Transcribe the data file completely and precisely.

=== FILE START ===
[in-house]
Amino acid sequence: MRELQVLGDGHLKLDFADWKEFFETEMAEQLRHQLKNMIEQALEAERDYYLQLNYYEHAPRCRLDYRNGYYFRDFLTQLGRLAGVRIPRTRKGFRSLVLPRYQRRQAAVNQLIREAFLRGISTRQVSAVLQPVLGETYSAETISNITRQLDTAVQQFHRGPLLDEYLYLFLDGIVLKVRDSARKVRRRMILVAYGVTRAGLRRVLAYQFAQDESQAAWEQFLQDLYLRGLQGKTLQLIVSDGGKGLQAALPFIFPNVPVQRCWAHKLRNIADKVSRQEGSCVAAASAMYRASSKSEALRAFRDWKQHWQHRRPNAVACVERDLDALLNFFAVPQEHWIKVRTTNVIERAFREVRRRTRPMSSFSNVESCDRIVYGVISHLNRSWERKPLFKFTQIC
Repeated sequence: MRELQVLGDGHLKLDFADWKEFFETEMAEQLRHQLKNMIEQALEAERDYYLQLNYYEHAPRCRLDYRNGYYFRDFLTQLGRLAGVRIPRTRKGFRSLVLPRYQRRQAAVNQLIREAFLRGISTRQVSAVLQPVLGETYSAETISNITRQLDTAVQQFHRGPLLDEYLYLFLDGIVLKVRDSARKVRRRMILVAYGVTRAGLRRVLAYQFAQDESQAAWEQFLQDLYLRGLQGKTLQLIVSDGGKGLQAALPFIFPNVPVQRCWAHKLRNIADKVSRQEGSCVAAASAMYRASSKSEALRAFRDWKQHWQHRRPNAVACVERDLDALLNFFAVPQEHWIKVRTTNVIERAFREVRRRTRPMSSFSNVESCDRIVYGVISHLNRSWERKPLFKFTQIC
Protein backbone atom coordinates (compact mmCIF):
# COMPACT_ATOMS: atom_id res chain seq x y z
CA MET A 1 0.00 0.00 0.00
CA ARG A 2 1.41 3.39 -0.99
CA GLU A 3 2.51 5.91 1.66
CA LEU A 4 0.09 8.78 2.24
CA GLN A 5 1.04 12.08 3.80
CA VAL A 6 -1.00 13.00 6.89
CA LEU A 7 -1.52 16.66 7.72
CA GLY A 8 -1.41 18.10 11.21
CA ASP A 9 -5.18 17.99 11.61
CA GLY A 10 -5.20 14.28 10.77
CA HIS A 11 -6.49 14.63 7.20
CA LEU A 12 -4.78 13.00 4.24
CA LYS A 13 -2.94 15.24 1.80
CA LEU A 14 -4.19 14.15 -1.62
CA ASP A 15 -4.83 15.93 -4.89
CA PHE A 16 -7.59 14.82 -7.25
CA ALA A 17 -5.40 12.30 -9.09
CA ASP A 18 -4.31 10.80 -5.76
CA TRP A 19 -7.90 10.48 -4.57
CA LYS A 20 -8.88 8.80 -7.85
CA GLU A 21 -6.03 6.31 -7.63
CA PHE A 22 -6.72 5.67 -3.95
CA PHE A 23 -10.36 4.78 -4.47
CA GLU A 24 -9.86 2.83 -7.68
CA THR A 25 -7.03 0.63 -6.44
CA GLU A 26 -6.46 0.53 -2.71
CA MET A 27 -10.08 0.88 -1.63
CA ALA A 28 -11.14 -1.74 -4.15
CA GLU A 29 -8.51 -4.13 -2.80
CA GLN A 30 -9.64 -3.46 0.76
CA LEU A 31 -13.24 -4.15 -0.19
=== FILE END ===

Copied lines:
[in-house]
Amino acid sequence: MRELQVLGDGHLKLDFADWKEFFETEMAEQLRHQLKNMIEQALEAERDYYLQLNYYEHAPRCRLDYRNGYYFRDFLTQLGRLAGVRIPRTRKGFRSLVLPRYQRRQAAVNQLIREAFLRGISTRQVSAVLQPVLGETYSAETISNITRQLDTAVQQFHRGPLLDEYLYLFLDGIVLKVRDSARKVRRRMILVAYGVTRAGLRRVLAYQFAQDESQAAWEQFLQDLYLRGLQGKTLQLIVSDGGKGLQAALPFIFPNVPVQRCWAHKLRNIADKVSRQEGSCVAAASAMYRASSKSEALRAFRDWKQHWQHRRPNAVACVERDLDALLNFFAVPQEHWIKVRTTNVIERAFREVRRRTRPMSSFSNVESCDRIVYGVISHLNRSWERKPLFKFTQIC
Repeated sequence: MRELQVLGDGHLKLDFADWKEFFETEMAEQLRHQLKNMIEQALEAERDYYLQLNYYEHAPRCRLDYRNGYYFRDFLTQLGRLAGVRIPRTRKGFRSLVLPRYQRRQAAVNQLIREAFLRGISTRQVSAVLQPVLGETYSAETISNITRQLDTAVQQFHRGPLLDEYLYLFLDGIVLKVRDSARKVRRRMILVAYGVTRAGLRRVLAYQFAQDESQAAWEQFLQDLYLRGLQGKTLQLIVSDGGKGLQAALPFIFPNVPVQRCWAHKLRNIADKVSRQEGSCVAAASAMYRASSKSEALRAFRDWKQHWQHRRPNAVACVERDLDALLNFFAVPQEHWIKVRTTNVIERAFREVRRRTRPMSSFSNVESCDRIVYGVISHLNRSWERKPLFKFTQIC
Protein backbone atom coordinates (compact mmCIF):
# COMPACT_ATOMS: atom_id res chain seq x y z
CA MET A 1 0.00 0.00 0.00
CA ARG A 2 1.41 3.39 -0.99
CA GLU A 3 2.51 5.91 1.66
CA LEU A 4 0.09 8.78 2.24
CA GLN A 5 1.04 12.08 3.80
CA VAL A 6 -1.00 13.00 6.89
CA LEU A 7 -1.52 16.66 7.72
CA GLY A 8 -1.41 18.10 11.21
CA ASP A 9 -5.18 17.99 11.61
CA GLY A 10 -5.20 14.28 10.77
CA HIS A 11 -6.49 14.63 7.20
CA LEU A 12 -4.78 13.00 4.24
CA LYS A 13 -2.94 15.24 1.80
CA LEU A 14 -4.19 14.15 -1.62
CA ASP A 15 -4.83 15.93 -4.89
CA PHE A 16 -7.59 14.82 -7.25
CA ALA A 17 -5.40 12.30 -9.09
CA ASP A 18 -4.31 10.80 -5.76
CA TRP A 19 -7.90 10.48 -4.57
CA LYS A 20 -8.88 8.80 -7.85
CA GLU A 21 -6.03 6.31 -7.63
CA PHE A 22 -6.72 5.67 -3.95
CA PHE A 23 -10.36 4.78 -4.47
CA GLU A 24 -9.86 2.83 -7.68
CA THR A 25 -7.03 0.63 -6.44
CA GLU A 26 -6.46 0.53 -2.71
CA MET A 27 -10.08 0.88 -1.63
CA ALA A 28 -11.14 -1.74 -4.15
CA GLU A 29 -8.51 -4.13 -2.80
CA GLN A 30 -9.64 -3.46 0.76
CA LEU A 31 -13.24 -4.15 -0.19